Malfunctioning air conditioning zones that left portions of the MV Martha’s Vineyard muggy for nearly two weeks were repaired on July 12, according to Steamship Authority spokesman Sean Driscoll, who noted two compressors and “several circuit boards” required replacement. What has not yet been fixed is a clogged drain pipe inside the HVAC system that has caused water to spill from ceiling vents. Edgartown resident Linda Habekost posted a video on Facebook showing water trickling from such a vent. She told The Times a larger volume of water drained from the vent after the video was taken.
Driscoll wrote that the clogged drainpipe will be addressed “during an overnight period this week.”
The work can’t be done while the ferry is providing service, he wrote: “The needed replacement goes through an area that cannot be accessed during the day while passengers are on the boat.”
Another video surfaced on Facebook Tuesday, showing more water dripping from a ceiling vent aboard the Martha’s Vineyard. Dick Fiscus, who posted the footage, estimated water was coming out of the vent at a rate of 1.5 gallons per hour.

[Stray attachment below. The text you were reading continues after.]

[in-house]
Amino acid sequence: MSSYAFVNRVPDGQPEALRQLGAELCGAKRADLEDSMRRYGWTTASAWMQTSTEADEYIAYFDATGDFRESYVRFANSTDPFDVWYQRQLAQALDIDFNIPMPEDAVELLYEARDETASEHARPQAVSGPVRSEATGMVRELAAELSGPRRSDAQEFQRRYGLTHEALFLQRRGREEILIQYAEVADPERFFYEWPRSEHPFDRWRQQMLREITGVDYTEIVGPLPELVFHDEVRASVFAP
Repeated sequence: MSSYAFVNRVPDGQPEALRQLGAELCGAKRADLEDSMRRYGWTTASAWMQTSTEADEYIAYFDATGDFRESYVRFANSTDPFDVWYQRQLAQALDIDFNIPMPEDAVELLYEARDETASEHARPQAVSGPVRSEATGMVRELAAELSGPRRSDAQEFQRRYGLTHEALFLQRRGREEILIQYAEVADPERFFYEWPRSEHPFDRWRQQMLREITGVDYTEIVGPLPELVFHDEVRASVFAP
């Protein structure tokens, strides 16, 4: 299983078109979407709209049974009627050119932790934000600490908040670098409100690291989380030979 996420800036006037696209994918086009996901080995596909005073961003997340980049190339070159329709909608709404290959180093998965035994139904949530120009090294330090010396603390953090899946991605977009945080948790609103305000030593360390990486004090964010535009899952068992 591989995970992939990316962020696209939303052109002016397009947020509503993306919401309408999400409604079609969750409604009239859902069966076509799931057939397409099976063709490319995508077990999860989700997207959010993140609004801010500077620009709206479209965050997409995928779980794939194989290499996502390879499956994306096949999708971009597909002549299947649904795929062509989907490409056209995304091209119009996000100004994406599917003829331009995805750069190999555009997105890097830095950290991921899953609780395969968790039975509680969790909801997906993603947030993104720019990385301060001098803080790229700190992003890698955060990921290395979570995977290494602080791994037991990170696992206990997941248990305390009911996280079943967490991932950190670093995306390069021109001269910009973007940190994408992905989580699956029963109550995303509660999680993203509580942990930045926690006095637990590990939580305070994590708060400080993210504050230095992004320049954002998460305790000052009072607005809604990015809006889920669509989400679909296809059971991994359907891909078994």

On Wednesday afternoon Driscoll said repairs would take place that evening.
As to the water, “[t]here’s no way to stop the dripping short of turning off the AC, so we’ll need to use the buckets until we can clean the pipes,” he wrote.
Trouble with the Martha’s Vineyard’s air conditioning system worsened after the first attempt at repair, and some passengers reported an “odd” odor, or one akin to an overused public restroom. Driscoll wrote, “to the best of my knowledge,” Steamship Authority personnel could not detect such an odor.
Some of the HVAC components replaced in order to restore air conditioning in parts of the vessel were worked on during the $18 million refurbishment the Martha’s Vineyard underwent earlier this year. The ferry has suffered a chain of glitches and failures since returning from Senesco Marine, where the overhaul was executed. Dozens of calls to Senesco Marine in Rhode Island and its parent company in New York have not been returned. In a statement to the Boston Globe in June, the company defended the work it performed on the ferry.
Driscoll told The Times the pipework connected with the clog was tinkered with during the overhaul.
“My understanding is that the piping etc. … was cut into and/or replaced during the midlife refurbishment,” he wrote in an email.